Posted Feb. 1, 2018
Picture yourself walking into the kitchen to grab a snack from the refrigerator. Suddenly, from the corner of your eye, you spot a thin, dark line sliding its way beneath the door into the pantry. A closer look and you realize that dark line is actually a parade of black ants marching in a column along the floor and under the door.
Before you hit the eject button and head for the nearest hotel, the best way of knowing how to get rid of ants in the house is learning a little bit about them. For starters, there are over 12,000 ant species crawling the Earth today, but only a few pose as a pest problem in North America. Those would be the Argentine, odorous house, carpenter, fire, pavement, and pharaoh ants. This is important to know because identifying the species is the first step in knowing how to get rid of ants in the house.
Ants generally nest outside and only invade the home to gather food and water. So if you see ants in the house, it’s likely they’ve found sources of sustenance. And that marching column you see? Those are worker ants following a pheromone trail left by previous scout ants. That pheromone trail is used to guide worker ants from the colony to the food and water source. So, understanding how ants use a pheromone trail to tell others in the colony where sources of food and water is also a key piece of information when it comes to knowing how to get rid of ants in the house.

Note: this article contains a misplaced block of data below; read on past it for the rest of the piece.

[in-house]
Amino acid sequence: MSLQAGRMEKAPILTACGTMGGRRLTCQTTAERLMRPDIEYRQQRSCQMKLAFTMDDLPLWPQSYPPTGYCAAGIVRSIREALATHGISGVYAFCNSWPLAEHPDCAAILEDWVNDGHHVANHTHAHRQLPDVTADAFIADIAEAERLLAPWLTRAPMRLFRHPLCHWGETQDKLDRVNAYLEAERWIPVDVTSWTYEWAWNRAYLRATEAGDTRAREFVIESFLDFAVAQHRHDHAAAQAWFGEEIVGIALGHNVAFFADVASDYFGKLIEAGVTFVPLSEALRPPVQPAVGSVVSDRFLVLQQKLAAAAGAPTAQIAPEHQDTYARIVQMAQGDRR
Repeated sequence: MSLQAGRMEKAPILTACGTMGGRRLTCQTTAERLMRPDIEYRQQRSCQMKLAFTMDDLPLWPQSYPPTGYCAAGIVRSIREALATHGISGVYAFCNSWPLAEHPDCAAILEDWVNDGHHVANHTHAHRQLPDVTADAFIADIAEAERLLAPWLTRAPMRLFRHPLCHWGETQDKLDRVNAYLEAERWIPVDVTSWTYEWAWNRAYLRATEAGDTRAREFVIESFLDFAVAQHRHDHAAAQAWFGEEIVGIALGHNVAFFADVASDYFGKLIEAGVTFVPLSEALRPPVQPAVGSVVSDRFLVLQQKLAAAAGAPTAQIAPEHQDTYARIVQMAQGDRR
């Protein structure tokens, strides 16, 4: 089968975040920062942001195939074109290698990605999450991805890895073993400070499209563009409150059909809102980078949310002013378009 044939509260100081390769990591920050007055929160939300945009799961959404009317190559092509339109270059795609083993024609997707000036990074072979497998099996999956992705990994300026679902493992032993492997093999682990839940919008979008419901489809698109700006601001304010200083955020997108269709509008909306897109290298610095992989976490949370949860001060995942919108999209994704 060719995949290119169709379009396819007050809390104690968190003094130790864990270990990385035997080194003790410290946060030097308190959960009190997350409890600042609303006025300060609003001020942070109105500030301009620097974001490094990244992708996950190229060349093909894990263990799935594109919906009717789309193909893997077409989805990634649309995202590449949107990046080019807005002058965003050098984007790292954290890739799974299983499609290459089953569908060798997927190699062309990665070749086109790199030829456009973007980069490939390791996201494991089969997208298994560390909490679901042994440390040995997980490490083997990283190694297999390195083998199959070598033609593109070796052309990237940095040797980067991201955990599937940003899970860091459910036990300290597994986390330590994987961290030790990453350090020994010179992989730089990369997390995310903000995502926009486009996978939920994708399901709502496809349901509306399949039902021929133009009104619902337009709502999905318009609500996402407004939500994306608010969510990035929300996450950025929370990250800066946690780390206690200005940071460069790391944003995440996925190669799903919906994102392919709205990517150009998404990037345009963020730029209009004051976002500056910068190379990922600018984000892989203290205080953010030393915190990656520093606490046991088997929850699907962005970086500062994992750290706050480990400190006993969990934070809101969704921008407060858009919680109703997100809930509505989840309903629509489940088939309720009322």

It’s precisely along those pheromone trails where baits should be placed. Our baits are effective time-delayed insecticide formulated with a carbohydrate-rich attractant that ants can’t resist. Our time-delayed mode of action allows ants the time to consume our bait and bring it back to the colony to share with other ants in the nest, especially the queen.
As the deadly poison is spread throughout the nest, the entire colony will be wiped out in a devastating domino-like killing effect. Most importantly, the insecticide kills the queen. That’s something spray insecticides just can’t do because aerosol insecticides can’t reach way down into the nest where the queen lives.